Two key types of fossil fuels are coal and oil. Coal was formed in swamps and wetlands millions of years ago. As plants growing in these areas died, they accumulated at the bottom of the swamp, and were submerged under water. Bacteria partially decomposed these dead plants. The decomposition process lowered the pH and resulted in anaerobic conditions (low oxygen). This killed the bacteria that decomposed the plant material. Under the right conditions, the partially decomposed plants became peat. People can burn peat for energy. Some peat was buried even more deeply, under layers of sediment. The pressure and heat inside the Earth transformed peat into coal. Through this long process, carbon from the ancient swamp plants is now stored in the carbon of the coal. Just think: The carbon in that coal was originally removed from ancient atmosphere by photosynthesis long ago. Your modern fossil fuels were a part of ancient carbon cycling.

In contrast, most of the crude oil you use came from tiny primary producers in shallow seas, not large plants on land. A drop of seawater can contains more than a million of these tiny organisms. These organisms took CO2 from the water and synthesized tissues for their bodies. When they died, these tiny organisms, and other organic material from the top of the ocean, settled down to the bottom of the ocean.

At certain times, so much material rained down to the ocean depths that decomposers could not keep up. Additionally, the decomposers at the seafloor used up the oxygen; so, some living matter did not fully decay. This organic matter mixed with the sediments and was then covered by more and more sediments. Over millions of years, the pressure and heat from the Earth combined to cook this once-living material into oil. Through these processes, the carbon of tiny ancient ocean organisms is now stored in the carbon of oil.

These deposits provide different kinds of hydrocarbons. In forming coal and oil, molecules made of carbon, hydrogen, oxygen, and few other atoms are changed into molecules containing mostly carbon and hydrogen. This chemical make-up means that these molecules store a lot of energy, along with a lot of carbon. Some common examples of hydrocarbons are show below.


D. Who Left the Lights On?!

You have seen it. At home, school, and work, someone leaves lights on when everyone has left the room. At home, you might get in trouble for doing this. Lights use electricity, and generating electricity at power plants usually requires burning coal or other hydrocarbons. You also have evidence from the candle investigation that burning hydrocarbons emits CO2.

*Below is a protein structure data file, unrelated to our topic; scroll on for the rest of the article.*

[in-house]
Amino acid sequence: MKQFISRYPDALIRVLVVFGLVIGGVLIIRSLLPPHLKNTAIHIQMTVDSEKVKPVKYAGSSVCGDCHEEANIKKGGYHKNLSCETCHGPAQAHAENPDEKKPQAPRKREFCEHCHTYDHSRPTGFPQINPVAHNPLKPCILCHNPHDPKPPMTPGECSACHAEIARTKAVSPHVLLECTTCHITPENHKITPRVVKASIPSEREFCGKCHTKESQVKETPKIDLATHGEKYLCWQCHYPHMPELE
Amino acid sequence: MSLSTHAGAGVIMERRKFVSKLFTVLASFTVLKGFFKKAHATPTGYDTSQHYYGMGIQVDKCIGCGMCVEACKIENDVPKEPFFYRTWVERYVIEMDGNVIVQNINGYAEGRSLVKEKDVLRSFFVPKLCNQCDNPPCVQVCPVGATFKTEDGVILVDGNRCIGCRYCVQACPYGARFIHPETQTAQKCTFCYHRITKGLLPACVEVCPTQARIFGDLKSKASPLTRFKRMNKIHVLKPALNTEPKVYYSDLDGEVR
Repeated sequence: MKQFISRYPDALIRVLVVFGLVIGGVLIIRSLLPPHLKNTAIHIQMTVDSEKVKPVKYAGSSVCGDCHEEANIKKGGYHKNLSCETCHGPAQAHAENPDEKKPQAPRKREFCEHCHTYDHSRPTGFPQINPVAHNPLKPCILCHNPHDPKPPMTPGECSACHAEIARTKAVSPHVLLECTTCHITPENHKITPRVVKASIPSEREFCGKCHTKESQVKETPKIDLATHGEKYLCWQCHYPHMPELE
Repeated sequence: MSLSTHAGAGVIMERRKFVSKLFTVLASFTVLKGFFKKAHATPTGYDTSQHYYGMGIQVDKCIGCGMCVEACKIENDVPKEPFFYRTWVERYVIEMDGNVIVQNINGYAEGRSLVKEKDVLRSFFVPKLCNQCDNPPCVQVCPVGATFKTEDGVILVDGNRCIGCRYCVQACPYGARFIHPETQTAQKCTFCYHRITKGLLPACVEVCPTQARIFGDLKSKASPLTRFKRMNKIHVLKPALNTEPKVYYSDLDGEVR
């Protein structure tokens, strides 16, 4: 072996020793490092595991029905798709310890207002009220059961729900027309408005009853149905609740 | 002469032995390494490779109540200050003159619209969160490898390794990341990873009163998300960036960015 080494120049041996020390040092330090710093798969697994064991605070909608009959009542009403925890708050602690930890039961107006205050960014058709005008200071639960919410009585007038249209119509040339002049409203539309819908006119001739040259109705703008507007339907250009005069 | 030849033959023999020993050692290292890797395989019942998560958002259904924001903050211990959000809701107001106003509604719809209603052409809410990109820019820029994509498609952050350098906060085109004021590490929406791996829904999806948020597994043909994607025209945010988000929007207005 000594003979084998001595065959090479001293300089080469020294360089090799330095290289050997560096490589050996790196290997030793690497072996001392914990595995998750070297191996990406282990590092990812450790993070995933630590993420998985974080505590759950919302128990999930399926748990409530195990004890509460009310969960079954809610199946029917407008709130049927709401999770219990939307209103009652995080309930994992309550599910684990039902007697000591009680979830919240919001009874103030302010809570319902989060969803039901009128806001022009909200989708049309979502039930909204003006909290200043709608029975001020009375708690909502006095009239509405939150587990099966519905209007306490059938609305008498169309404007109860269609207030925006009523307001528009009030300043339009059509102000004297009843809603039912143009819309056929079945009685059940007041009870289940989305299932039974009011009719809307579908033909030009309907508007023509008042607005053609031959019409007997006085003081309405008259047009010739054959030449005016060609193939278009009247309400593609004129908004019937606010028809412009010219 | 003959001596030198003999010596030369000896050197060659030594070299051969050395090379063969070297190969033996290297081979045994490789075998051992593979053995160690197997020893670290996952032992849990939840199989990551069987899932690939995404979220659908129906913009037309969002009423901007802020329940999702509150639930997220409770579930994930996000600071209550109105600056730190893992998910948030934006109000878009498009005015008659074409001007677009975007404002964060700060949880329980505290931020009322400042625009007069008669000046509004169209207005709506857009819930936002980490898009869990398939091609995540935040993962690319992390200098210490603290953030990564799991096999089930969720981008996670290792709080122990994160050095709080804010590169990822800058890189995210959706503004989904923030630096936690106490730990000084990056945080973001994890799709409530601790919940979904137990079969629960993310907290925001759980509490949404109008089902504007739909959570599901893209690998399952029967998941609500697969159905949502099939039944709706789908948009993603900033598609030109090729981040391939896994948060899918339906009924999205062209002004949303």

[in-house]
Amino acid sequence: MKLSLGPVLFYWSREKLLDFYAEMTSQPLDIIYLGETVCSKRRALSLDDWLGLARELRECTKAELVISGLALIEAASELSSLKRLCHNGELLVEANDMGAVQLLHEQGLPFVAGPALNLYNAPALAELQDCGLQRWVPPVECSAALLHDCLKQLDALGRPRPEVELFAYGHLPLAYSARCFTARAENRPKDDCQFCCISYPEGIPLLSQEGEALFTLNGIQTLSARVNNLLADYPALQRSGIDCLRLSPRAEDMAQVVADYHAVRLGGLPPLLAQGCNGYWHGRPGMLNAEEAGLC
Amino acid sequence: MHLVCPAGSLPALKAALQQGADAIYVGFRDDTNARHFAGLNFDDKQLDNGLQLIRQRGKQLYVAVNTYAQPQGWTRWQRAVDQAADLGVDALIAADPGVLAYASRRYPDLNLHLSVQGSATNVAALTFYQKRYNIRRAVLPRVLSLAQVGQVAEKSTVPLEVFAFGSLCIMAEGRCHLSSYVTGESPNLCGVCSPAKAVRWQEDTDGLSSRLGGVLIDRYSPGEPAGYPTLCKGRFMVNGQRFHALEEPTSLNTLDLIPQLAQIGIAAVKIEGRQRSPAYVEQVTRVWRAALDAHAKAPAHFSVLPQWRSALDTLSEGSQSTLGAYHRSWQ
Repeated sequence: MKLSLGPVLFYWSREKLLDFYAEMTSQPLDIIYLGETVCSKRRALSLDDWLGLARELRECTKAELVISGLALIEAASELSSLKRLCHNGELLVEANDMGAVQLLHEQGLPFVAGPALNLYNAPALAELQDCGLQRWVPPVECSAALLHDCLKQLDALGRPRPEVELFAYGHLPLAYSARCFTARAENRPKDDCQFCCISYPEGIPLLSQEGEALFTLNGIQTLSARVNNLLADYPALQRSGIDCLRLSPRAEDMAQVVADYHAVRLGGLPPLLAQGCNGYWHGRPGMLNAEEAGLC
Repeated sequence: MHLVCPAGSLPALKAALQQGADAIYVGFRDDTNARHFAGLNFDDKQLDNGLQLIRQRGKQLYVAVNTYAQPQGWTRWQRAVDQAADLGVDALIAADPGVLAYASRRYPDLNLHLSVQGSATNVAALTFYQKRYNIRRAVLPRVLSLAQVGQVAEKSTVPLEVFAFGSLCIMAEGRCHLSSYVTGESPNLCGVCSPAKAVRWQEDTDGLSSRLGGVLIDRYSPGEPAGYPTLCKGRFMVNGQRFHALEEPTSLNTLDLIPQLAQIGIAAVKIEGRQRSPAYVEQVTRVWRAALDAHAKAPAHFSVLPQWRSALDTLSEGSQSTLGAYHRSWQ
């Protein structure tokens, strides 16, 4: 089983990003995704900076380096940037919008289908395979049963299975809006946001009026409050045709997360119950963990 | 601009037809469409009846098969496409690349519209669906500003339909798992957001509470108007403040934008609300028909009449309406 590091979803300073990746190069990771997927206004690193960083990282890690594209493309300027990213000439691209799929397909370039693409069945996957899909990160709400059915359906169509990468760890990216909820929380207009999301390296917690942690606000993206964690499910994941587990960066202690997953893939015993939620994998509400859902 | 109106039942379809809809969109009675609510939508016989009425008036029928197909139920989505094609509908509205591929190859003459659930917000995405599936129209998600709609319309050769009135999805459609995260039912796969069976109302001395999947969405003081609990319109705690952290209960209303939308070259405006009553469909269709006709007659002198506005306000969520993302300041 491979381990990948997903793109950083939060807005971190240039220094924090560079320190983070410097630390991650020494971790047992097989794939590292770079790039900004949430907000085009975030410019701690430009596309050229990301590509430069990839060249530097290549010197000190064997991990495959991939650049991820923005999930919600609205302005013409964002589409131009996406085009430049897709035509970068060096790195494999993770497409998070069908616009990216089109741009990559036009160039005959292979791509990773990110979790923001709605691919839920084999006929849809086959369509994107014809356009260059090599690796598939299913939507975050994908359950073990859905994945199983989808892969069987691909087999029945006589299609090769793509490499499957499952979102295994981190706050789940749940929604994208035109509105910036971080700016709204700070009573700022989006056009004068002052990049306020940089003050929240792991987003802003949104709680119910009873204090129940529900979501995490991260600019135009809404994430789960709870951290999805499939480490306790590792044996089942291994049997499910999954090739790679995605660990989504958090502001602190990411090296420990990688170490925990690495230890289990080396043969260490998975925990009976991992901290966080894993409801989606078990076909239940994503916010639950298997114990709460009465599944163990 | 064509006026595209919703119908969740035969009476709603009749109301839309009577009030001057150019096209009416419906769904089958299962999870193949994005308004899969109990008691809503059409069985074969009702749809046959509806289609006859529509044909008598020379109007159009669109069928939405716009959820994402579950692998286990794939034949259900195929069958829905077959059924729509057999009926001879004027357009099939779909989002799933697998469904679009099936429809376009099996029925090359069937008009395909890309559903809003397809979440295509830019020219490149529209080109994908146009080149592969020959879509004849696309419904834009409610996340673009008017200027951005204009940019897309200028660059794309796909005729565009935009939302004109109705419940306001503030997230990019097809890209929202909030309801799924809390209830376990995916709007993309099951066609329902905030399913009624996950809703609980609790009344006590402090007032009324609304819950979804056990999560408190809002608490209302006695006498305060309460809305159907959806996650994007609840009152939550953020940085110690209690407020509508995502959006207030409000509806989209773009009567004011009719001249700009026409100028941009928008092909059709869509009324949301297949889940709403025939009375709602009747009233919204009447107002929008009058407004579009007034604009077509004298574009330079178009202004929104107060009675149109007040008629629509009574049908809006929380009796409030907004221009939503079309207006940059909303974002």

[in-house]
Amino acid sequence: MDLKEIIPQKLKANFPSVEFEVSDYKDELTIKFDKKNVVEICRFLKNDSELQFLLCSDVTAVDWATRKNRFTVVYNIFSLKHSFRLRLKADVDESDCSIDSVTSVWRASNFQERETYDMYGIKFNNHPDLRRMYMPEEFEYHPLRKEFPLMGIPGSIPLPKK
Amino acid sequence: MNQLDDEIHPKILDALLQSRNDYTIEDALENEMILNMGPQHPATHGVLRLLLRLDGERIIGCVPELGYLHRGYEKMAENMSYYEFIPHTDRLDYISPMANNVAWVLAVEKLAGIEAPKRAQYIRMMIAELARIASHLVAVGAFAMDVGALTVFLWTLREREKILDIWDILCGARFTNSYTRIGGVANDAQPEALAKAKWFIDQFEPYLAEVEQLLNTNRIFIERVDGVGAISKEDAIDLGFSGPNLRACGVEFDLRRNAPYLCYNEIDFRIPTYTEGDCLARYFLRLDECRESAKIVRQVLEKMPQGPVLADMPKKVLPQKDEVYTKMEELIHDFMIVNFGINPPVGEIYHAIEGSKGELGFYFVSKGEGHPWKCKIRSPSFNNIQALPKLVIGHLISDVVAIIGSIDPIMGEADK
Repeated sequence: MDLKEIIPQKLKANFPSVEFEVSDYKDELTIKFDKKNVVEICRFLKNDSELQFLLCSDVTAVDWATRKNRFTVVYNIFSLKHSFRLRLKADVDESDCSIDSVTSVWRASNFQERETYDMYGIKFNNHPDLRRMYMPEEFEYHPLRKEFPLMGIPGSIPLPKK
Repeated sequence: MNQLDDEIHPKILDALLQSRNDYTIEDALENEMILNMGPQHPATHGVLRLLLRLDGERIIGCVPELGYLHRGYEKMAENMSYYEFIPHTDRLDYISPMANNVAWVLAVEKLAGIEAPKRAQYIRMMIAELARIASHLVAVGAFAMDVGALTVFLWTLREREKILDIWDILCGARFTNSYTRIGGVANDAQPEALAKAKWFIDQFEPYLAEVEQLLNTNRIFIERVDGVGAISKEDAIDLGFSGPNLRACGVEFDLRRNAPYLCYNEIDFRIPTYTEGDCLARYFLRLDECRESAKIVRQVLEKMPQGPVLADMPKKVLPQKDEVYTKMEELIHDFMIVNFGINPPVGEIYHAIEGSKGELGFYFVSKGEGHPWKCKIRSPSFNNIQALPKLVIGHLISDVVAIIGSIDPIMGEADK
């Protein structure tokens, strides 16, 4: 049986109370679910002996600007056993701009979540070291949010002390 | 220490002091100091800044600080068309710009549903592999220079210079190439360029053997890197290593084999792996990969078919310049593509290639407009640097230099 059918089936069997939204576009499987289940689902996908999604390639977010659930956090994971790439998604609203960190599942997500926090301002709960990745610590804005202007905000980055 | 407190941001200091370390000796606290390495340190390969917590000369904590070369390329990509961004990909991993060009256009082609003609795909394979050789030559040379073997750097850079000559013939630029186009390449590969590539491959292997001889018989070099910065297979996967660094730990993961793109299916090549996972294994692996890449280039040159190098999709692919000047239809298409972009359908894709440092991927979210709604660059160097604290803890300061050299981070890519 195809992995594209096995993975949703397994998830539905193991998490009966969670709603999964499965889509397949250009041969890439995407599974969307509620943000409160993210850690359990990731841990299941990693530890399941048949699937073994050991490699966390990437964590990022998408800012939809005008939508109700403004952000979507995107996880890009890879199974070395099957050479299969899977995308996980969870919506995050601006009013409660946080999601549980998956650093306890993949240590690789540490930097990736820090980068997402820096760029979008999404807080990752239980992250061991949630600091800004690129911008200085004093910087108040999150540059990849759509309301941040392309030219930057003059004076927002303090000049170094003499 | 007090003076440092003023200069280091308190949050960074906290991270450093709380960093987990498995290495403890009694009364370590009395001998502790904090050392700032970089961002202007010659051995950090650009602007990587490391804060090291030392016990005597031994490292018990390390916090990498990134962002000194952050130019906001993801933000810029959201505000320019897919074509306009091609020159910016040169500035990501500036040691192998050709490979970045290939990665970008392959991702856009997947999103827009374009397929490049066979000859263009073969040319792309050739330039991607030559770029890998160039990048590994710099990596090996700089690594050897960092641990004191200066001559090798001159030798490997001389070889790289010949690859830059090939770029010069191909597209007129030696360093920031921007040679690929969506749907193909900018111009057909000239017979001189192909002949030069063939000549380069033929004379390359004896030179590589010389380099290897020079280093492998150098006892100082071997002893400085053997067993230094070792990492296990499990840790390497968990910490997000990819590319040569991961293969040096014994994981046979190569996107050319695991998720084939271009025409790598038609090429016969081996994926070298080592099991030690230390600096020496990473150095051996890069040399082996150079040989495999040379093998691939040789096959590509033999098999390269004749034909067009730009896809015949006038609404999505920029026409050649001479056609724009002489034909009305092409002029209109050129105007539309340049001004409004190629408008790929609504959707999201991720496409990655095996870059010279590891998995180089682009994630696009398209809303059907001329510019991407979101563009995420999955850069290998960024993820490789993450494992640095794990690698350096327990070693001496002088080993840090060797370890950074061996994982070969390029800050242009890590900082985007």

Complete the following steps to explore further how hydrocarbons relate to the electrical energy you use.

  1. Join with a partner to discuss these questions. Write your ideas in your notebook.
    1. How might increasing energy use connect with increasing CO2 in the atmosphere?
    2. What are two actions you can take to reduce your fossil fuel use?
    3. How could you use an Energy Use Monitor to measure how much less energy you are using?
    4. Be prepared to share your ideas with other students in your class. You might even have some new ideas for your family.
  2. Look at the graphic below. It shows the sources and uses of energy in the United States in 2005. Use the graphic to answer the following questions.
    1. What portion of the total energy supply is for residential (household) uses?
    2. What inputs to the energy supply are fossil fuels that emit high amounts of CO2? What percent of the total are they?
    3. What portion of the total energy supply is for transportation?
Energy supply for the United States in 2005
Energy supply for the United States in 2005

E. Reflect and Connect

Use the following questions to help you make connections between some models that you used in this lesson, the carbon cycle, and energy use. Listen to your teacher for instructions; he or she may decide to do this as a whole class discussion or activity.

  1. Complete these questions:
    1. The wax in candles is a hydrocarbon, which you burned when you lit the candle. Name three areas of your life that involve burning hydrocarbons.
    2. Two main gases were released from the burning candles. What were they? Did you see any evidence for them?
    3. You saw the water in the closed container change color. What could that represent in the real world? What is another lesson in Carbon Connections where you modeled something similar?
    4. What do you think would happen to your candle model if you put algae in the water, and the algae had a source of nutrients for growth?
    5. Imagine that the rate decreased for carbon uptake in the water. What would happen to the CO2 levels in the air above the water?
  2. Return to the box model for modern times. How many reservoirs and arrows in the model were represented by the candle experiment? Show them in their own diagram, and add labels that help show carbon cycling in the experiment.